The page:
Most people spend the majority of their time on their computer on the internet – you’re either checking your email, reading blog posts, shopping for products, watching videos, editing documents, or a million other things.
Naturally, it’s quite important what web browser you’re going to use – it’s the window through which you can view anything on the internet. You want your web browser to be fast, simple to use, have all the features you want, and work as it’s supposed to. Google’s browser Chrome does all this and more.
The User Interface
Right off the bat, Chrome is strikingly simple and basic. Google sure emphasized “the simplest of browsers” idea. On the top, you can see all tabs you have open. Your tabs expand or shrink depending how many you have open, so they always fit, and you can easily rearrange the order your tabs are in by clicking and dragging a tab to wherever you want it to be.
Right below your tabs is the traditional navigation buttons and the Omnibar. Using the Omnibar, and depending on what you type in, you can enter a web address, see search suggestions, sift through any past sites you’ve visited, and look at relevant bookmarks you’ve made. Using the Omnibar, you don’t need to go to google.com to search; you can just type in whatever you were going to search and hit enter.
Then comes the bookmarks bar. Any bookmarks you’ve saved to the bookmarks bar will show up here waiting to be used.
Under these are eight of your most viewed websites: when you first download Chrome, these will be empty, but Chrome quickly learns which websites you visit the most often and puts them here.
In this day and age, it’s not uncommon to have multiple computers: your desktop at work, your laptop at home, and the netbook you bring to business trips. It’s a pain to manually transfer your bookmarks, history, and passwords for your browser from one browser to another.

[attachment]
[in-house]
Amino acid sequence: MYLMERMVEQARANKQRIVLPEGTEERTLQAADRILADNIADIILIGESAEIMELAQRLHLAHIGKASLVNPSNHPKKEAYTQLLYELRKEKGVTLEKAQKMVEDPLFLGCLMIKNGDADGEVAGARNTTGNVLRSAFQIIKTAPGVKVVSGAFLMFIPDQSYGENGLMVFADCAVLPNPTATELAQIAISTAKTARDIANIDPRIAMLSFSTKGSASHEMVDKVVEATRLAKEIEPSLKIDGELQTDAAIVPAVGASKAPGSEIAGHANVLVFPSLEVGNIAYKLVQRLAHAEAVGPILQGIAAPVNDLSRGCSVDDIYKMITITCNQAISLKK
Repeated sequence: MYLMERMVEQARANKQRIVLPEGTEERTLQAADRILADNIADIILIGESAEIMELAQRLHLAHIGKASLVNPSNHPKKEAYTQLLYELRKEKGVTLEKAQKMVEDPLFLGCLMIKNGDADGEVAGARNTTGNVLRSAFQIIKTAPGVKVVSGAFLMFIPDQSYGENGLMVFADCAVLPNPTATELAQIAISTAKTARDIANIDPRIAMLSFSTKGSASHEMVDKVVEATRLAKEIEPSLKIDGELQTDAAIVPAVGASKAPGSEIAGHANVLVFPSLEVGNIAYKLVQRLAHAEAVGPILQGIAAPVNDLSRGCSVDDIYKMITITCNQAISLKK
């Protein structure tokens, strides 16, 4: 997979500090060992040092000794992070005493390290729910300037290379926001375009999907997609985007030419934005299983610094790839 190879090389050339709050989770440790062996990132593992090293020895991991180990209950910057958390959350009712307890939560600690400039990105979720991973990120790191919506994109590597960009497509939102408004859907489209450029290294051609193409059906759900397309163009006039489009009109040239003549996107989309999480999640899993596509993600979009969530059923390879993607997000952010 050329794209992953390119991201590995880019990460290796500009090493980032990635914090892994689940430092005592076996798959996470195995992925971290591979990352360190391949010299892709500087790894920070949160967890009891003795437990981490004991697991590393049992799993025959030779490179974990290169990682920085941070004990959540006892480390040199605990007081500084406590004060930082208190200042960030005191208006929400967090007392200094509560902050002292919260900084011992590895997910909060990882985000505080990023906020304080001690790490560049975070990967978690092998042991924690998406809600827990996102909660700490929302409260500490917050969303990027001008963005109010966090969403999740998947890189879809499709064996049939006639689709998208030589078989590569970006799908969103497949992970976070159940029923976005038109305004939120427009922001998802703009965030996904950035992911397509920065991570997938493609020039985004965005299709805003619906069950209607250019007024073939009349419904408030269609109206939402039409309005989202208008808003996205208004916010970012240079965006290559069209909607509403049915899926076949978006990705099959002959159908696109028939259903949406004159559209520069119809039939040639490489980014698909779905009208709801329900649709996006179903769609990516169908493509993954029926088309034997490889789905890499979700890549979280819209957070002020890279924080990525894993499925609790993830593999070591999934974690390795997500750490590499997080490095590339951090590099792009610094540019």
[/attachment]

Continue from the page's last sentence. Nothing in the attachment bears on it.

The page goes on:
Chrome solves this problem with a sync system – you simply sign in with your Google account (you already have one if you have a gmail or youtube account, but if you don’t, signing up is easy), and any changes you make will instantly change on all the other places you have Chrome installed.
The options page has a section where you can tweak exactly how you want to sync your data; it’s all very flexible.
Chrome’s pinned tabs are another example of how Google really made sure to include cool little useful features to their browser. If you have several websites that that you want to have open constantly, say your email and facebook, you can “pin” a tab to the far left of the tabs so it’s always in the same place. Doing this is as easy as right clicking any tab and selecting “pin tab.”
Chrome Web Store
The Chrome Web store is possibly one of Chrome’s greatest features. Released early last year, it’s growing in both quantity and quality as developers realize the potential of the system. From it, you can install extensions and web apps with a single click. Some of these are simple bookmarks that point to well known web apps such as Google Docs or Picnik, and others are complicated HTML5 apps such as the New York Times app.
There are also a multitude of extensions that allow you to do anything from blocking ads to changing the new tab page. Chances are, if you’re looking for someway to customize Chrome to your own preference, you’ll find it in the Chrome Web Store.
Chrome is blazing fast. Double clicking on it’s icon and it launches almost instantly. Chrome is powered by Webkit, which is a speedy little rendering engine that makes sure web pages are shown quickly and correctly.
Chrome is my browser of choice, and here are the top reasons:
- It’s fast. Click a link, and it loads immediately. No waiting, no lag.
- It’s cut back. They’ve hidden or taken away anything you won’t be using so all that’s left is brilliant. Ironically enough, they took away all the chrome of the browser and just left content. And they did it beautifully.
- It’s feature filled. Bookmark and preferences sync, tab pinning, a bookmark manager, an awesome new tab page, and the Chrome Web Store are just some examples.
- It just keeps getting better. The team behind the browser is hard at working to improve Chrome in every aspect, and since it auto-updates you don’t need to do a thing to benefit from these enhancements.
There are several versions of Chrome you can download: the stable version (for those who want a rock solid browser), a beta version (for those who want to try some new features and don’t mind sacrificing a little stability), and the dev version (for those who want any and all experimental features). You can download any of these at the following links:
Enjoy your speedy new browser, and let me know what you think of Chrome below in the comments!